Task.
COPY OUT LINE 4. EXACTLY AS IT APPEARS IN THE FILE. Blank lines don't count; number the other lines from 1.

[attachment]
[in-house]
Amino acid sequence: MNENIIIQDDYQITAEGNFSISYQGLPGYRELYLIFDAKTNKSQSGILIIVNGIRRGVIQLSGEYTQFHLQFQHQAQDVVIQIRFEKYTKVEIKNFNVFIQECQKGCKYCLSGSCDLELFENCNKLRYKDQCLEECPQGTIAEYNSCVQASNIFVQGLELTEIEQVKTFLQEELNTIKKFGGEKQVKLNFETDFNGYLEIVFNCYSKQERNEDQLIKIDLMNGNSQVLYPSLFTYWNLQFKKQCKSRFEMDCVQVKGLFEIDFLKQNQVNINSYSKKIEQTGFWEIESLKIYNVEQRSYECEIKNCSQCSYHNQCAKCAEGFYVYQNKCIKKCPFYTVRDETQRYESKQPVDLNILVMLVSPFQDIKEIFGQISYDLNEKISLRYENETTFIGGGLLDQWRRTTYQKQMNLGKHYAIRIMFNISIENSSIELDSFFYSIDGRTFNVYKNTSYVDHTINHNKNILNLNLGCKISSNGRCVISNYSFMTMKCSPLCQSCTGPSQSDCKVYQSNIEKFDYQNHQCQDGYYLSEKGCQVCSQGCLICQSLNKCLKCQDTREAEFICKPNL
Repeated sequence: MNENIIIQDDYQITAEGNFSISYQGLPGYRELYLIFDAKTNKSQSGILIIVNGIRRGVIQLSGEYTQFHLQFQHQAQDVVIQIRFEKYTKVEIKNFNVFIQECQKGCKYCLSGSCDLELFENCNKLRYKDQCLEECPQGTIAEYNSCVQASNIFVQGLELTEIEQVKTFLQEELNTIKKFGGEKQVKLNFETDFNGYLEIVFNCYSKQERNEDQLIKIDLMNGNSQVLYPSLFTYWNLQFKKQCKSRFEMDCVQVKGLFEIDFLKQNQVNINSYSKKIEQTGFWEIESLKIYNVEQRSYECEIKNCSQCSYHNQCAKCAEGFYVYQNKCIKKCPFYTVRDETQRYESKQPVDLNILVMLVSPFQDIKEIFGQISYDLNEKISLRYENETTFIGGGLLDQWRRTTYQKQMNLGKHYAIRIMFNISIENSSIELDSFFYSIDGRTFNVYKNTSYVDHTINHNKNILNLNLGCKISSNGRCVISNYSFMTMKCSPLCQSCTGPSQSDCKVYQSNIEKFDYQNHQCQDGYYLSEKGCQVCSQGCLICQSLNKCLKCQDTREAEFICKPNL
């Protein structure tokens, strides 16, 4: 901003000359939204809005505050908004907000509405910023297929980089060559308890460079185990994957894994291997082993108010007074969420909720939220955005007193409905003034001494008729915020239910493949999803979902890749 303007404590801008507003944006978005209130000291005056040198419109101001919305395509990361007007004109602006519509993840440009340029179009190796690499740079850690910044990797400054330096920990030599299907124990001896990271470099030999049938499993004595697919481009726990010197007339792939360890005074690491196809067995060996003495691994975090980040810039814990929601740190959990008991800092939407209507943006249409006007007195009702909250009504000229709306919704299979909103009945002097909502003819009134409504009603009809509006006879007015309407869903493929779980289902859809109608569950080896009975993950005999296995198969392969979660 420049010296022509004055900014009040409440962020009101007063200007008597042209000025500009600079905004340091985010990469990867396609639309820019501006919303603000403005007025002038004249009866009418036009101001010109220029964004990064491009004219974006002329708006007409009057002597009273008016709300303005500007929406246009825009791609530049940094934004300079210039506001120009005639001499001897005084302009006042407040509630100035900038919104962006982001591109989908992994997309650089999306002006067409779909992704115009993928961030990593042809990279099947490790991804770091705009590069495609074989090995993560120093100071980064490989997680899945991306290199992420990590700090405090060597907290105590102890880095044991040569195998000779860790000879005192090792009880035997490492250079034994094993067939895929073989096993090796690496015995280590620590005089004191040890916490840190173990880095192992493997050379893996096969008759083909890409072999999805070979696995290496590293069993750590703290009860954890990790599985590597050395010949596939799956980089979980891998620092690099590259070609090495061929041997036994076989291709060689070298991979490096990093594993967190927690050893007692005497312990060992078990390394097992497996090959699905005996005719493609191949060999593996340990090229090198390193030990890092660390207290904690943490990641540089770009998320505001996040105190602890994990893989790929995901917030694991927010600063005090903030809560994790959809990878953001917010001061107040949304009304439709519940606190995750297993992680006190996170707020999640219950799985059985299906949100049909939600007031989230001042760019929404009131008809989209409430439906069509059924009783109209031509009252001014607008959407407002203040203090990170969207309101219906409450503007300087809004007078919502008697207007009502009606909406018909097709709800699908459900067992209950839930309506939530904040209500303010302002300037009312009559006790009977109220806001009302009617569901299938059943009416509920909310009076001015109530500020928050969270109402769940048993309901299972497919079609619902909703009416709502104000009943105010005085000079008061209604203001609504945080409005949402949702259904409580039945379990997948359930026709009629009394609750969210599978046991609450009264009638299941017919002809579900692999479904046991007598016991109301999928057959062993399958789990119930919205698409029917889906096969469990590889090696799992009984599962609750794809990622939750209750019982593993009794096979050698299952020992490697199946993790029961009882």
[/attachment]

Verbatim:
């Protein structure tokens, strides 16, 4: 901003000359939204809005505050908004907000509405910023297929980089060559308890460079185990994957894994291997082993108010007074969420909720939220955005007193409905003034001494008729915020239910493949999803979902890749 303007404590801008507003944006978005209130000291005056040198419109101001919305395509990361007007004109602006519509993840440009340029179009190796690499740079850690910044990797400054330096920990030599299907124990001896990271470099030999049938499993004595697919481009726990010197007339792939360890005074690491196809067995060996003495691994975090980040810039814990929601740190959990008991800092939407209507943006249409006007007195009702909250009504000229709306919704299979909103009945002097909502003819009134409504009603009809509006006879007015309407869903493929779980289902859809109608569950080896009975993950005999296995198969392969979660 420049010296022509004055900014009040409440962020009101007063200007008597042209000025500009600079905004340091985010990469990867396609639309820019501006919303603000403005007025002038004249009866009418036009101001010109220029964004990064491009004219974006002329708006007409009057002597009273008016709300303005500007929406246009825009791609530049940094934004300079210039506001120009005639001499001897005084302009006042407040509630100035900038919104962006982001591109989908992994997309650089999306002006067409779909992704115009993928961030990593042809990279099947490790991804770091705009590069495609074989090995993560120093100071980064490989997680899945991306290199992420990590700090405090060597907290105590102890880095044991040569195998000779860790000879005192090792009880035997490492250079034994094993067939895929073989096993090796690496015995280590620590005089004191040890916490840190173990880095192992493997050379893996096969008759083909890409072999999805070979696995290496590293069993750590703290009860954890990790599985590597050395010949596939799956980089979980891998620092690099590259070609090495061929041997036994076989291709060689070298991979490096990093594993967190927690050893007692005497312990060992078990390394097992497996090959699905005996005719493609191949060999593996340990090229090198390193030990890092660390207290904690943490990641540089770009998320505001996040105190602890994990893989790929995901917030694991927010600063005090903030809560994790959809990878953001917010001061107040949304009304439709519940606190995750297993992680006190996170707020999640219950799985059985299906949100049909939600007031989230001042760019929404009131008809989209409430439906069509059924009783109209031509009252001014607008959407407002203040203090990170969207309101219906409450503007300087809004007078919502008697207007009502009606909406018909097709709800699908459900067992209950839930309506939530904040209500303010302002300037009312009559006790009977109220806001009302009617569901299938059943009416509920909310009076001015109530500020928050969270109402769940048993309901299972497919079609619902909703009416709502104000009943105010005085000079008061209604203001609504945080409005949402949702259904409580039945379990997948359930026709009629009394609750969210599978046991609450009264009638299941017919002809579900692999479904046991007598016991109301999928057959062993399958789990119930919205698409029917889906096969469990590889090696799992009984599962609750794809990622939750209750019982593993009794096979050698299952020992490697199946993790029961009882």